- debridement w/o component removal:
- see debridement and washout of infected THR
- IV antibiotic therapy has limited success in treatment of infected TKR; managed with wound debridement, polyethyene exchange,
application of temporary antibiotic beads, and IV antibiotics;
- acute hematogenous infection:
- early acute hematogenous infection occurring around previously secure & well functioning prosthesis;
- Segawa et al: 5/7 hematogenous infection treated successfully with debridement, IV antibiotics, and prosthetic retention;
- Arthroscopic irrigation and debridement of infected total knee arthroplasty: report of two cases.
- Infection After Total Knee Arthroplasty. A Retrospective Study of the Treatment of Eighty-one Infections.
- post operative infection: (see calcium sulfate vance beads)
- post operative infection may be successfully treated w/ ATB and debridement, if delay of treatment is less than 3-4 weeks;
- in chronic infections, infectious process often extends to bone-cement interface, resulting in loosening and resistent infection;
- good outcomes:
- Estes, et al:
- initial débridement with prosthesis retention and placement of antibiotic-impregnated cement beads
- second débridement within 7 days, at which time the beads are removed and new modular parts inserted
- 2 / 20 patients had persistent infection
- no failures in the acute postoperative group (0 of 2) and two of 18 in the acute hematogenous group
- A Two-stage Retention Débridement Protocol for Acute Periprosthetic Joint Infections
- Tintle, et al:
- serial irrigation and debridements, polyethylene exchange when applicable, interval placement and exchange
of tobramycin/vancomycin polymethylmethacrylate beads and 6 weeks of IV antibiotics
- authors noted all infections were eradicated while retaining prosthetic components;
- Prosthesis retention, serial debridement, and antibiotic bead use for the treatment of infection following total joint arthroplasty.
- Is There Still a Role for Irrigation and Debridement With Liner Exchange in Acute Periprosthetic Total Knee Infection?
- intermediate outcomes:
- Success Rates of (I+D) and Prosthesis Retention for Treatment of Acute Deep Prosthetic Infections
- poor outcomes:
- Segawa, et al: 5 out of 10 deep infections which were diagnosed in the acute postoperative period were successfully
- Fehring, et al: 54 of 86 patients (63%) failed;
- Koyonos, et al: infection control was not achieved in 90/136 joints (65%) - staph was risk factor for failure;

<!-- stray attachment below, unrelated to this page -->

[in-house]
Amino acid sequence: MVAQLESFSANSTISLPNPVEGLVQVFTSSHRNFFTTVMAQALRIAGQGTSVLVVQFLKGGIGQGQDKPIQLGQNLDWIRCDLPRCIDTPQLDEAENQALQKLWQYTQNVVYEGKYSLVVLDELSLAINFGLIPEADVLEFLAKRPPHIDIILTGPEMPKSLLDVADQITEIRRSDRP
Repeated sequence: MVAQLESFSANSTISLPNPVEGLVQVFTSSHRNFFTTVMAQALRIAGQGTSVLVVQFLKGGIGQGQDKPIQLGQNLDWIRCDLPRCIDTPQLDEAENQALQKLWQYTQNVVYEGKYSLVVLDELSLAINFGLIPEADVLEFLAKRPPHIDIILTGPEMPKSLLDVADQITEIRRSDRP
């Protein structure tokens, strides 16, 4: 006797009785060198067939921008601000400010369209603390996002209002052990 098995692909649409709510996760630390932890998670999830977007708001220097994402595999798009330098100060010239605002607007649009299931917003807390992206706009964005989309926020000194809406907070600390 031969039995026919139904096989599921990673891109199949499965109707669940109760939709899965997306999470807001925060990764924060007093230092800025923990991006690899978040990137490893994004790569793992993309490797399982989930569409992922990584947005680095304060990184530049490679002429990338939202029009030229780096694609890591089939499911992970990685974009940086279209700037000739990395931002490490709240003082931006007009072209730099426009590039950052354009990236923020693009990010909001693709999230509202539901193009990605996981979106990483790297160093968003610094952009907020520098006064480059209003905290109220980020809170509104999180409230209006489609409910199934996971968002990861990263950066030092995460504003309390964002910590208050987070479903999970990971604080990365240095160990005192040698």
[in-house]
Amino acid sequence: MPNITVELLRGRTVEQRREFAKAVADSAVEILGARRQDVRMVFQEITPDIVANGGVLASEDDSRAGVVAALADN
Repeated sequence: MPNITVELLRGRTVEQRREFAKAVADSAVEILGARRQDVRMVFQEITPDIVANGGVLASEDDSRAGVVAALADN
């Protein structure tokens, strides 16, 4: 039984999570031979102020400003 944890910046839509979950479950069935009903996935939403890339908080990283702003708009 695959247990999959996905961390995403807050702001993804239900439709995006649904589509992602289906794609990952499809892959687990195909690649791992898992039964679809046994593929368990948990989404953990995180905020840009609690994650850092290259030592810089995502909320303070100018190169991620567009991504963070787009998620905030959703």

- Gardner, et al (2011): 25 / 44 patients (57%) failed ODPE (open debridement and liner exchange);
- Choi, et al: 31% - higher rate of success with non-S. aureus infection and was higher with polyethylene exchange;
- Van Kleunen, et al: salvage was successful in 8/13 joints with deep infection; polymicrobial infections had poor results;
- Marculescu, et al: 2-year survival rate free of treatment failure was 60%
- Hsieh, et al: comparing gram positive post op joint infection, treating gram negative PJI with debridement was associated
with a lower 2-year cumulative probability of success (27% vs. 47%, p= 0.0016);
- Fehring, et al (2013): 63% failure rate;
Infection After Total Knee Arthroplasty. A Retrospective Study of the Treatment of Eighty-one Infections.
Failure of Irrigation and Débridement for Early Postoperative Periprosthetic Infection
Infection Control Rate of Irrigation and Débridement for Periprosthetic Joint Infection
Can This Prosthesis Be Saved?: Implant Salvage Attempts in Infected Primary TKA
Can Implant Retention be Recommended for Treatment of Infected TKA?
Irrigation and Débridement and Prosthesis Retention for Treating Acute Periprosthetic Infections
Outcome of Prosthetic Joint Infections Treated with Debridement and Retention of Components
Gram-negative Prosthetic Joint Infections: Risk Factors and Outcome of Treatment
- relative contra-indications:
- success w/ gm negative infections is dismal and success w/ resistant staph infections is fair to poor;
- management: (see antibiotics)
- with definite infection, procede with open debridement, liner removal, and insertion of antibiotic spacer;
- need for tissue biopsy cultures from the component membrane interface
- remember that in the case of biofilm, there may be minimal infection in joint fluid and capsule, and the main area of
infection will be over the component /bone-membrane interface;
- ref: A microbiological evaluation of 54 patients undergoing revision surgery due to prosthetic joint loosening.
- antibiotic spacer is shaped similar to size and thickness of poly liner (apply when still soft - careful to not trespass into
- rest of available space can be filled with cement
- consider postoperative articular antibiotic infusion